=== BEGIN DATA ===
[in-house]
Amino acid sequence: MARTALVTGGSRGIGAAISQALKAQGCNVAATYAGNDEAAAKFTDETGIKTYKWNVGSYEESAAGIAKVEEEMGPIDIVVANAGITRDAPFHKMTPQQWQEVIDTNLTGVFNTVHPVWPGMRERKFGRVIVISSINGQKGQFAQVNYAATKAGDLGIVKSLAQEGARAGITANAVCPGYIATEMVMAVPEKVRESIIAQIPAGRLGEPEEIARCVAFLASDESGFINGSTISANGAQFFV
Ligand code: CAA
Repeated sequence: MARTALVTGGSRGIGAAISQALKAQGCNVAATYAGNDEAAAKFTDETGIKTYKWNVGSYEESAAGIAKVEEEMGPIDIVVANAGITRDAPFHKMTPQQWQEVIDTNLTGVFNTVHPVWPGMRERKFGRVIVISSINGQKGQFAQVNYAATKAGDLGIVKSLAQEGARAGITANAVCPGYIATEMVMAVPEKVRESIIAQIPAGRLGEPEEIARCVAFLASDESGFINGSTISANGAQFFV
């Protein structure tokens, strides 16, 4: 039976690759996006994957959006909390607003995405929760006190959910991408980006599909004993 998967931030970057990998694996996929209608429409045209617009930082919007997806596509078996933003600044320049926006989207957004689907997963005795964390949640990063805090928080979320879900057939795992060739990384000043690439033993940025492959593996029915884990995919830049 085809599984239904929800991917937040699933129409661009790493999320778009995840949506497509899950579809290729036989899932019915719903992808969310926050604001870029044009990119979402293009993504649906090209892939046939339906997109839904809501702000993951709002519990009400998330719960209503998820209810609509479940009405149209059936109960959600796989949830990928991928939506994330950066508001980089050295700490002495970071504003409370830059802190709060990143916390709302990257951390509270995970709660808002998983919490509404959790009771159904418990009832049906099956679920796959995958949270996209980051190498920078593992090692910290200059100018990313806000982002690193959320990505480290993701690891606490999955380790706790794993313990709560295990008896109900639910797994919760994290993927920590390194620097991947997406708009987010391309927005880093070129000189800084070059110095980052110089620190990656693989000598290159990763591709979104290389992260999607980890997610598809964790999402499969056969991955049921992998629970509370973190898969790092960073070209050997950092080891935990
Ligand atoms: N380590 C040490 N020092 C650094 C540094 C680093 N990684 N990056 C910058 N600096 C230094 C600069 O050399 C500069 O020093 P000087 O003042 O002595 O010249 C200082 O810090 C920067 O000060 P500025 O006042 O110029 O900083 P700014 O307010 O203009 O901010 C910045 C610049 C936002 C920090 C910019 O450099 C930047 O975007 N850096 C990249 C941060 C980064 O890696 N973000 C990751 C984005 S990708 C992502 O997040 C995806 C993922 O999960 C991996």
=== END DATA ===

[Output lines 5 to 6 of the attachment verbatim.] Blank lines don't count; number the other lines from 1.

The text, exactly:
């Protein structure tokens, strides 16, 4: 039976690759996006994957959006909390607003995405929760006190959910991408980006599909004993 998967931030970057990998694996996929209608429409045209617009930082919007997806596509078996933003600044320049926006989207957004689907997963005795964390949640990063805090928080979320879900057939795992060739990384000043690439033993940025492959593996029915884990995919830049 085809599984239904929800991917937040699933129409661009790493999320778009995840949506497509899950579809290729036989899932019915719903992808969310926050604001870029044009990119979402293009993504649906090209892939046939339906997109839904809501702000993951709002519990009400998330719960209503998820209810609509479940009405149209059936109960959600796989949830990928991928939506994330950066508001980089050295700490002495970071504003409370830059802190709060990143916390709302990257951390509270995970709660808002998983919490509404959790009771159904418990009832049906099956679920796959995958949270996209980051190498920078593992090692910290200059100018990313806000982002690193959320990505480290993701690891606490999955380790706790794993313990709560295990008896109900639910797994919760994290993927920590390194620097991947997406708009987010391309927005880093070129000189800084070059110095980052110089620190990656693989000598290159990763591709979104290389992260999607980890997610598809964790999402499969056969991955049921992998629970509370973190898969790092960073070209050997950092080891935990
Ligand atoms: N380590 C040490 N020092 C650094 C540094 C680093 N990684 N990056 C910058 N600096 C230094 C600069 O050399 C500069 O020093 P000087 O003042 O002595 O010249 C200082 O810090 C920067 O000060 P500025 O006042 O110029 O900083 P700014 O307010 O203009 O901010 C910045 C610049 C936002 C920090 C910019 O450099 C930047 O975007 N850096 C990249 C941060 C980064 O890696 N973000 C990751 C984005 S990708 C992502 O997040 C995806 C993922 O999960 C991996």